[from “The Towpath” – January 2002]
The summer of 2001 saw major repairs and improvements being made at our historical museum. The museum barn, built about 1912 at the rear of the museum property, received new "board and batten" wood siding, new vinyl windows, and steel entrance and overhead doors. A concrete base was poured under the front overhang of the barn and old historic bricks were laid within the perimeter to form a porch/patio. Also, a new concrete sidewalk was poured from the barn to the old brick patio behind the house and new underground wiring was installed. The total cost of these renovations was approximately $11,300. We would still like to make some changes to the interior of the barn. We need to make some electrical changes for better lighting, remove some walls, and re-cover the ceiling & the interior of the outside walls to provide a better means to display items.
Front of barn before and after renovation. Planter was removed.
North end of barn before and after 2001 renovation.
Also, in 2001, the museum was given a new coat of paint, repairs were made to the windows, and improvements were made to the downspouts & drainage system for a total cost of approximately $3,700. The furnace was also in need of repair, costing over $350.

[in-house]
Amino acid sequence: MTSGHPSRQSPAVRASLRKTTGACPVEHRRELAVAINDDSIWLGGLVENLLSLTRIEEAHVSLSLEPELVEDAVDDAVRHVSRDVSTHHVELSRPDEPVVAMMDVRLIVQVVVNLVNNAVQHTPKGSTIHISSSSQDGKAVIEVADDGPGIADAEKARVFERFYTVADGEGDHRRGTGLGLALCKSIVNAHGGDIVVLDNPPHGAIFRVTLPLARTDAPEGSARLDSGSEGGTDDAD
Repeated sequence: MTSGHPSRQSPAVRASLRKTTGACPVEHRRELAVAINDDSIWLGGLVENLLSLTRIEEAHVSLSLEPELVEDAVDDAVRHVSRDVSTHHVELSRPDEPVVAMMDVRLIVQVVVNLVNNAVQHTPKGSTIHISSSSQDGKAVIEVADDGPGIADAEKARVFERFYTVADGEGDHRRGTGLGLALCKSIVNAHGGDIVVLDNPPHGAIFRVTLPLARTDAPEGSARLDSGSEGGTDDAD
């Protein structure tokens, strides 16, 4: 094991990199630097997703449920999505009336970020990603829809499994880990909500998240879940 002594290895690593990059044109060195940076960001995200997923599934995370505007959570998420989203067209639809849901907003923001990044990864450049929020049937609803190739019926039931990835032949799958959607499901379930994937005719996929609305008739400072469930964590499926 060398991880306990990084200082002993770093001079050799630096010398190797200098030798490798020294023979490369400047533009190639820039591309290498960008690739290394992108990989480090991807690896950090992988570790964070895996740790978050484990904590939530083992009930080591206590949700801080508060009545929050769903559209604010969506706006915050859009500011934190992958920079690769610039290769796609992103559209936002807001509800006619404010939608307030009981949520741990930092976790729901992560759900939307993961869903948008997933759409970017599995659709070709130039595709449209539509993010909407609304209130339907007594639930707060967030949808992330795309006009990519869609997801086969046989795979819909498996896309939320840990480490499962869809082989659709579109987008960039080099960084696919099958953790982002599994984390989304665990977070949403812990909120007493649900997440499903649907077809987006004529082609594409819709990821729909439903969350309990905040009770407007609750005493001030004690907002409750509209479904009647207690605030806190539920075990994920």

The rotted siding on the outdoor oven was replaced with different used siding which matched the original and a gravel perimeter was put around all the buildings to make for easier maintenance.
In 1999, with the help of Crown Equipment Corp., we were able to close the old graveled driveway north of the house by excavating the old gravel-hardened dirt and leveling the area with new fill dirt and sod. In December 2001, the three sweet gum trees planted along the north side of the house were moved (also with the help of Crown) out into this area in order to give the trees more room to grow and to create more space between them and the house.
We are proud of what we have accomplished in 2001 and look forward to more improvements in the future. As is always the case, we can only make these improvements after our financial reserves have again been built up through payments of membership dues, donations, and perhaps more money-making projects.
L.T. Holmer, President
Lawrence Egbert, Maintenance